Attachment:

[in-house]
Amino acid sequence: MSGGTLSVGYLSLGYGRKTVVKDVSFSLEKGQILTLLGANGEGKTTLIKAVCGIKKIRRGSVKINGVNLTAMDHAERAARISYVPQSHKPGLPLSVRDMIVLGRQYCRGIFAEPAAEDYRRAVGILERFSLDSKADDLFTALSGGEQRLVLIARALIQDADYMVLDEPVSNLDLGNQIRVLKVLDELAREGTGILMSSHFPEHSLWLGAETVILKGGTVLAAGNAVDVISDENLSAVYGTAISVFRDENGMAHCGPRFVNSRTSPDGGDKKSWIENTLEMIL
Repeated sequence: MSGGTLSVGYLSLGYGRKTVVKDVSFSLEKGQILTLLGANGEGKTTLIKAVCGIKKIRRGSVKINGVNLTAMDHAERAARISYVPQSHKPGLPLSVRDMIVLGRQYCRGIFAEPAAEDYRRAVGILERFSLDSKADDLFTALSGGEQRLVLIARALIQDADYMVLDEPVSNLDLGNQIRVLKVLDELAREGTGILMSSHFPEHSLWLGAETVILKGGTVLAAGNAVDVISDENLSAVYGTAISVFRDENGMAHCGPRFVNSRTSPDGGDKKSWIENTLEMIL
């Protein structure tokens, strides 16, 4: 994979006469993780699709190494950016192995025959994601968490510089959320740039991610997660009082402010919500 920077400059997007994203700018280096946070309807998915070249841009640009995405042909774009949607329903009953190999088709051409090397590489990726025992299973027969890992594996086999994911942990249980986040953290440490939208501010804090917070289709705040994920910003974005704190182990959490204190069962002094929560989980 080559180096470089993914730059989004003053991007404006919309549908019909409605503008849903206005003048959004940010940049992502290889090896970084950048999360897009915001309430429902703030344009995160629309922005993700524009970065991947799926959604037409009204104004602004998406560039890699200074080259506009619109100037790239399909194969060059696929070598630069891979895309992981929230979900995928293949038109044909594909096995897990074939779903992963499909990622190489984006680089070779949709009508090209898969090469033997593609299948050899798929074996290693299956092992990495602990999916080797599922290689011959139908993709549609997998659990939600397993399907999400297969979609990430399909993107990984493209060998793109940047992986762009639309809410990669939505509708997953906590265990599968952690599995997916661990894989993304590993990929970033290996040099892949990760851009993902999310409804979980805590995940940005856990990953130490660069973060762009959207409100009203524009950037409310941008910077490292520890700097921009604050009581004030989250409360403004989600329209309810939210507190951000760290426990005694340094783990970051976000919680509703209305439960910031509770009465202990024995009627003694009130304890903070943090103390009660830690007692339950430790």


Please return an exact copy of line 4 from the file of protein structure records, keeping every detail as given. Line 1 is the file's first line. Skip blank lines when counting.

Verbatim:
């Protein structure tokens, strides 16, 4: 994979006469993780699709190494950016192995025959994601968490510089959320740039991610997660009082402010919500 920077400059997007994203700018280096946070309807998915070249841009640009995405042909774009949607329903009953190999088709051409090397590489990726025992299973027969890992594996086999994911942990249980986040953290440490939208501010804090917070289709705040994920910003974005704190182990959490204190069962002094929560989980 080559180096470089993914730059989004003053991007404006919309549908019909409605503008849903206005003048959004940010940049992502290889090896970084950048999360897009915001309430429902703030344009995160629309922005993700524009970065991947799926959604037409009204104004602004998406560039890699200074080259506009619109100037790239399909194969060059696929070598630069891979895309992981929230979900995928293949038109044909594909096995897990074939779903992963499909990622190489984006680089070779949709009508090209898969090469033997593609299948050899798929074996290693299956092992990495602990999916080797599922290689011959139908993709549609997998659990939600397993399907999400297969979609990430399909993107990984493209060998793109940047992986762009639309809410990669939505509708997953906590265990599968952690599995997916661990894989993304590993990929970033290996040099892949990760851009993902999310409804979980805590995940940005856990990953130490660069973060762009959207409100009203524009950037409310941008910077490292520890700097921009604050009581004030989250409360403004989600329209309810939210507190951000760290426990005694340094783990970051976000919680509703209305439960910031509770009465202990024995009627003694009130304890903070943090103390009660830690007692339950430790």